The world of sports is a funny old place.
In the world outside of sports, most people will tell you that you can try, but you can’t be perfect and mostly that’s true. You might try to compile a perfect driving record or strive for clean copy in your sports column, but, generally, you’re going to get pulled over and ticketed once in a while. You’re going to make a few typos in your column now and then.
But the sports world is different. Perfection is not only possible in sports, but also perfectly attainable. In baseball, if a pitcher retires 27 batters without any of them reaching first base, he has attained perfection. In bowling, if a bowler makes 12 strikes in a row, she has attained perfection.
I’m not saying it’s easy, it might take many years and many attempts to accomplish, but it can be done.
Just last month, the NCAA took a small step toward perfection.
The NCAA recently approved a four-team playoff to determine the Football Bowl Subdivision (formerly Division I-A) national champion, beginning in 2014, and thus replacing the Bowl Championship Series (BCS) tyranny that will have ruled the lives of college football fans for 15 long years.
I mean Kim-Jong II ruled North Korea for 17 years, but the BCS’s reign seems a lot longer and fraught with more hubris and casual cruelty to its subjects, am I right?
Just kidding, folks.
Regardless, this is a great advancement in the history of big-time college football. Folks, one day in 2014, we are going to decide a national champion the way every other sport in the universe does: on the field.
No more calculating poll numbers, dividing by 2,875 and then multiplying by the square root of infinity. No more worshiping at the foot of Jeff Sagarin’s computer screen, wondering where the machine thinks LSU ranks against Alabama.
All of that is over.
We are going to put 11 guys on one side of the field, 11 guys on the other, and we’re going to play football. And we’re going to play football until one team has scored more points than the other three teams in the playoff field.
There will be a champion, crowned based on how they played in two high-pressure, nationally televised games.
It’s a pretty good system. But, again, it’s not perfect.
There’s still plenty of room for whining, plenty of room for “why them and not us?” There are still selection committees to convene, strength of schedules to calculate, and teams to leave out.
But I have a solution. It’s crazy but it is already being used elsewhere, has been for decades, and it works.
My solution: If you’re worried about excluding teams from the playoff, then exclude no teams from the playoff.
I propose a college football tournament spanning all four divisions of NCAA football (FBS, FCS, and Divisions II and III), with 256 teams playing for one trophy over the course of 11 weeks. It’s similar to the Football Association Cup in English soccer, which is, I think, the fairest tournament in the world.
In England, all you have to do to get into the FA Cup is apply and be accepted (last year, 825 teams applied and 763 were approved; the 62 left out likely didn’t have a field to play on or couldn’t afford to travel or something).
Once you’re in, you play until you lose. Teams at the bottom of the English football pyramid start the tournament and teams higher on the pyramid are added in successive rounds (Premier League teams are added in round nine). Eventually, two teams play for the cup. There are no seeds, no computer formulas. All of the teams go into a bingo-ball hopper and the machine spits out names.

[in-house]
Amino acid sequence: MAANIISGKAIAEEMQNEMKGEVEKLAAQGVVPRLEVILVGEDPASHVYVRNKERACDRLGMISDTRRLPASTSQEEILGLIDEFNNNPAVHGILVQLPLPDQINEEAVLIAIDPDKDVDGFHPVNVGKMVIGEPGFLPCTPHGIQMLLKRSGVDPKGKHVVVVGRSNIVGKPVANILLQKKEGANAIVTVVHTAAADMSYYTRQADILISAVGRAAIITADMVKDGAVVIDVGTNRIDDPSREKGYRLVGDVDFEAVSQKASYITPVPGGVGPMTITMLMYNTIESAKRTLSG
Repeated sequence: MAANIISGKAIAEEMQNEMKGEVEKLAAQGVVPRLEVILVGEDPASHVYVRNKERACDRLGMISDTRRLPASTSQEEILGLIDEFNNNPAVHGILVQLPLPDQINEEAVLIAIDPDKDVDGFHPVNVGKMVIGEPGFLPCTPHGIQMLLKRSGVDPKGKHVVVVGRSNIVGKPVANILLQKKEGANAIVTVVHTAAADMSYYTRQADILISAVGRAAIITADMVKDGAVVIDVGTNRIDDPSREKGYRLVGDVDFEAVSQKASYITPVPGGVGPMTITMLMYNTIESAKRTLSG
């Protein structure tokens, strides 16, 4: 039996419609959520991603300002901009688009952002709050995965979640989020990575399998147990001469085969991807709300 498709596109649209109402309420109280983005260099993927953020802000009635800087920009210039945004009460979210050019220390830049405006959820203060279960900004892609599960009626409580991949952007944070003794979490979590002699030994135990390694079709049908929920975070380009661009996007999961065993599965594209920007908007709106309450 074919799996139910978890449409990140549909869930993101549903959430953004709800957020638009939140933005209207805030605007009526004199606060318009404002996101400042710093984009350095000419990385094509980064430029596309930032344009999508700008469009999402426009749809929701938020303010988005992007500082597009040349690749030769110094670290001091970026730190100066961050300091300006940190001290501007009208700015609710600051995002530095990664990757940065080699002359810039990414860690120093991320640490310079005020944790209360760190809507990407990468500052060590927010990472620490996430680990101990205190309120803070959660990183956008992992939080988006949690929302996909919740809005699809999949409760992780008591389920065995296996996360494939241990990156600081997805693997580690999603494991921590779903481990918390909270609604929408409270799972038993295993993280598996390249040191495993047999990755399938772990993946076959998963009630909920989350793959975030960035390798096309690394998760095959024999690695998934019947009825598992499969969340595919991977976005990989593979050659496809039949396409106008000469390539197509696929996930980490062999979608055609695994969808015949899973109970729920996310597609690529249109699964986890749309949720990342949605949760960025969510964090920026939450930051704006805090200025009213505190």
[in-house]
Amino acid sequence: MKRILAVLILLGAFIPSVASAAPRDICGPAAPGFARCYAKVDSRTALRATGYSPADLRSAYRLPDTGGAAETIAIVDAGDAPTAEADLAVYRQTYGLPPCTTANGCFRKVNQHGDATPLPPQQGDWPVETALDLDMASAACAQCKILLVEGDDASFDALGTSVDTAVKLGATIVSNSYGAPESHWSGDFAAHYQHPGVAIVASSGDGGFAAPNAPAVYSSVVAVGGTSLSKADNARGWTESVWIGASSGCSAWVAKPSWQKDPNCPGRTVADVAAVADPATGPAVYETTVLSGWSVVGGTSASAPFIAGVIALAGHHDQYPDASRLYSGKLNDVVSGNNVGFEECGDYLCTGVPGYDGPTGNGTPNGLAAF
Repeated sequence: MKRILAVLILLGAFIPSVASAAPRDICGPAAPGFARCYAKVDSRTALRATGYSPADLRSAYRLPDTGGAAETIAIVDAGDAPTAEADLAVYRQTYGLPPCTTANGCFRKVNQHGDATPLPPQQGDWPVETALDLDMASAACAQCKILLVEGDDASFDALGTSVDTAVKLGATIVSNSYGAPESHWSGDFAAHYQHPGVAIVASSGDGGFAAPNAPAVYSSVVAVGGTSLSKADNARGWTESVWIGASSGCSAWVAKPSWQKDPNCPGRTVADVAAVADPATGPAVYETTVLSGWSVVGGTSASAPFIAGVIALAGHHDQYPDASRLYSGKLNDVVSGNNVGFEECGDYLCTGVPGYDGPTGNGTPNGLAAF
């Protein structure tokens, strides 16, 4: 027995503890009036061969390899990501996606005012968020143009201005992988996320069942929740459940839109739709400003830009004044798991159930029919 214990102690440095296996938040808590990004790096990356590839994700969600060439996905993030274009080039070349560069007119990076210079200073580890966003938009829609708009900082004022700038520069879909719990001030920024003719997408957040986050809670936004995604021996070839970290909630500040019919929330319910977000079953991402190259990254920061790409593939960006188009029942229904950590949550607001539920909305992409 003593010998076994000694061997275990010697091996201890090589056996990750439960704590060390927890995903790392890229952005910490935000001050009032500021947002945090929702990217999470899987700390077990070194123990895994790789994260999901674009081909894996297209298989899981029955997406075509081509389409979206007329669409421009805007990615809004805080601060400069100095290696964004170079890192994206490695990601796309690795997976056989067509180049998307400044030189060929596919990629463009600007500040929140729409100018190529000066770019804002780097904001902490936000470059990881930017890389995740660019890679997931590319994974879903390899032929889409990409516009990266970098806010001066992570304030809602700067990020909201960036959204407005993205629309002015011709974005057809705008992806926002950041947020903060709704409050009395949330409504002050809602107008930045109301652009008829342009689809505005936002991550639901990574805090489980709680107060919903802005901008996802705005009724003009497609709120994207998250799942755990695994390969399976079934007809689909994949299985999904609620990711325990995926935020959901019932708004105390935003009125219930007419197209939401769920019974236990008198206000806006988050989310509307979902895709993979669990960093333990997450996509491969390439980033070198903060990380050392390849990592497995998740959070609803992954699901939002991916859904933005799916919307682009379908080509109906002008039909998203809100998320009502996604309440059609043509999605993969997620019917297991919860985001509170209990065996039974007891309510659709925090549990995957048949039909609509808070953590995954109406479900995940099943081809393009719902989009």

It’s brilliant, but can it work for college football in America? Yes, it can.
Here’s my proposal:
The top 256 college football teams in America make the tournament: all 120 from the FBS, all 94 playoff teams (that means no Ivy, Pioneer, or SWAC teams) from the FCS and the top 34 applicants (17 each) from Divisions II and III.
Rounds 1-4 are qualifying rounds featuring games between FCS and D2/D3 teams beginning on the third Saturday in November. All of the teams go into the hopper and are randomly drawn together. McNeese State might be hosting Montana or traveling to Mount Union (Ohio). It’s the luck of the draw.
There will be eight teams left at the end of round 4. These eight teams are then added to the 120 FCS teams and, again, games are randomly selected and begin on the second Saturday in December. The field is the narrowed down to two teams that will play a championship game two Saturdays before the Super Bowl (if it were played this year, the game would fall on Jan. 26).
I think this a great idea. No one is being excluded from the top two tiers of the NCAA. There are 11 weeks of postseason football the NCAA can monetize however it wants. If the NCAA wants to call the games “bowls,” then, by all means, they can do so. But the sweetheart deals the bowls used to get will be gone. Fans will have football all the way up to the Super Bowl instead of weeks of sitting around waiting for the Poulan Weed Eater Bowl to kick off “bowl season.”
It’s perfect. And while this kind of thing may not work in the outside world, this is sports.
And in sports, we can attain perfection.
Brandon Shoumaker is a graduate of McNeese State University and has covered sports for more than a decade for various publications. Coaches or parents with story tips or comments may contact Brandon at firstname.lastname@example.org or send him a message on Twitter (@bshoumaker).